We live in a brand-obsessed and brand-dominated world. The brands we use say all sorts of things about us – we're fun (Kulula), we're politically aware (Nando's), we're environmentally conscious (Woolworths), we're fashionable (Gucci), we can finally afford the toy that we wanted so desperately twenty years ago when we would have looked  far less ridiculous in it (Porsche).

Winning  brands enjoy the sort of loyalty that political parties and even religions can only dream of  - indeed, it has been said that in an increasingly secular world , brands have  taken the place of religion for many people.  This loyalty is in some cases prosaic, being based on nothing more than habit, lack of differentiation, and the sheer hassle of changing – think banking and cell phones. Yet in other cases it is firmly rooted in emotion. Whatever the reason for loyalty, successful brands are extremely valuable. Indeed, for many companies the brand is the most valuable asset. And it has never been truer than now in the post-brick and mortar business world – think Google, Twitter or Facebook.

Is it any wonder, therefore, that the owners of winning brands take their brands very seriously?  And that they involve intellectual property lawyers every step of the way?  For advice on:

  • Brand  generation  - although this  will normally be a name, it can, of course, also be a logo or a slogan. They obtain advice as they know that only distinctive marks can be registered. They know too that, although a weak mark that over time becomes distinctive of one company can be registered, a registration for a weak mark will never be as effective as one for an inherently distinctive mark. So yes, Google or Apple rather than South African Airways.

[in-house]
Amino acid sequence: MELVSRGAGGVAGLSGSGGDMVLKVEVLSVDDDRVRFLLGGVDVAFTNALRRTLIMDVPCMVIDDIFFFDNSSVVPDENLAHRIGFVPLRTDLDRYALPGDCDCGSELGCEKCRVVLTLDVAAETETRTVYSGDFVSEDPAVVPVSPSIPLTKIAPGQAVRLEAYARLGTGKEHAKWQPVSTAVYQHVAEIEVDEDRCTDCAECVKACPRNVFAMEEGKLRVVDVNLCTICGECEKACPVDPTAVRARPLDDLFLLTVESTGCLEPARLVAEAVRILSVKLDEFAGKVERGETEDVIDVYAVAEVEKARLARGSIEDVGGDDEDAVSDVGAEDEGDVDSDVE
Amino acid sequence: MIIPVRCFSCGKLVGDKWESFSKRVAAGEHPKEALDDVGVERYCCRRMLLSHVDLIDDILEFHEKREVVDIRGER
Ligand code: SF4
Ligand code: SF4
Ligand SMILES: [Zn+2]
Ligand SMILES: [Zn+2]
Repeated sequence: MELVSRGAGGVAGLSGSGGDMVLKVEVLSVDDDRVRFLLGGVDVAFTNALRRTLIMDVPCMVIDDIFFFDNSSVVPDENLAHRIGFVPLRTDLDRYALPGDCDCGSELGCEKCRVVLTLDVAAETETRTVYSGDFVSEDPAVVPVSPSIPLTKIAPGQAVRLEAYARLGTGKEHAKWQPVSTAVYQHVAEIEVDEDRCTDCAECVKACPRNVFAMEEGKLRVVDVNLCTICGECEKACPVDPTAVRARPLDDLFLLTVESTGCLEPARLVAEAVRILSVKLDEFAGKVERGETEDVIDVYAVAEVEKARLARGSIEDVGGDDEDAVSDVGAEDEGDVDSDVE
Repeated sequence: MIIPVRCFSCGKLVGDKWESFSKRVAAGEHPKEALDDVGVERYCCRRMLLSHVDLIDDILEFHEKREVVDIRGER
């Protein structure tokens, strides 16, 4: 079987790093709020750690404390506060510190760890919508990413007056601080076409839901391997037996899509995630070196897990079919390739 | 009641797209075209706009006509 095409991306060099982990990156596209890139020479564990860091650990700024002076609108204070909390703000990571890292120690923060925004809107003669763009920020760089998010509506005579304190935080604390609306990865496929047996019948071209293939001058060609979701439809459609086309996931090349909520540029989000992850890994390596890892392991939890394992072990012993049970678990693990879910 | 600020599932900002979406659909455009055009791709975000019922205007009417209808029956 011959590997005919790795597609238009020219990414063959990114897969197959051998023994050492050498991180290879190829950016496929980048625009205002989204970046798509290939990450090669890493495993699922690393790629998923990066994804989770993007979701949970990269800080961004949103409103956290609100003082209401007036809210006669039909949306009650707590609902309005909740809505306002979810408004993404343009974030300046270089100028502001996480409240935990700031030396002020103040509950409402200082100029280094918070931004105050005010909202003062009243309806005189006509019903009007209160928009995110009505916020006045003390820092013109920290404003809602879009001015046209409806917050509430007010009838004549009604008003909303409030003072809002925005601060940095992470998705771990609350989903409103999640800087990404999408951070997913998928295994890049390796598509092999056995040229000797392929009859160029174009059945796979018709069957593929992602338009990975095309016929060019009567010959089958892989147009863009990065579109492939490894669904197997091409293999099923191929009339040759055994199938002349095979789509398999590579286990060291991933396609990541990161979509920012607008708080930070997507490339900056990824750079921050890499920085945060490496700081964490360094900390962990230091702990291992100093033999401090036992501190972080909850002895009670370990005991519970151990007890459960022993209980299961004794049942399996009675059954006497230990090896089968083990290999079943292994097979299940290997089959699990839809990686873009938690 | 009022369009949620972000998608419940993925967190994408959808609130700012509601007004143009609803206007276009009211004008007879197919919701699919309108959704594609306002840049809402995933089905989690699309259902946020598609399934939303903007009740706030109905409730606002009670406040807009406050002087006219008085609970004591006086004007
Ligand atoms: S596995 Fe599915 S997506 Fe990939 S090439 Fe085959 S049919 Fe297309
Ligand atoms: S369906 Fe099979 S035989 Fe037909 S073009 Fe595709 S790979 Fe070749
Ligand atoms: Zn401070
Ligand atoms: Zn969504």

• Searching , which is critical if you want to avoid getting slapped with an infringement suit. And no, it does not only apply to new brands, it applies equally to brand extensions and, of course, to exports.  Which itself raises all sorts of issues, such as, what happens when you put your brand on your website, and should you search Chinese translations and transliterations of your brand?

  • Registration, and all the options available, such as combining different brands in one registration, and using regional registration systems like the one that applies in the EU, and the international registration system (Madrid system) which is available to certain South African companies.

  • Enforcement against a host of nasty characters, including chancers, counterfeiters and cyber-squatters.

  • Licensing  and co-branding, where the critical issues are to ensure consistency of product or service, and to avoid reputational damage. Yes, this does include those valuable, but sometimes risky, sports sponsorships!

  • All those difficult practical questions.  Can we use our competitor's brand in a comparative ad? Can we buy our competitor's brand as an Adword?  Are we at risk of being hauled before the ASA if we refer to our competitor's brand? What are the restrictions on ambush marketing in the post-World Cup South Africa?

  • Brand valuation, critical in any commercial negotiation.

ENS is a winning brand in the area of legal services in Africa, and proudly boasts a full-service intellectual property law department. A department that  takes your brand every bit as seriously as it takes its own.

The content of this article is intended to provide a general guide to the subject matter. Specialist advice should be sought about your specific circumstances.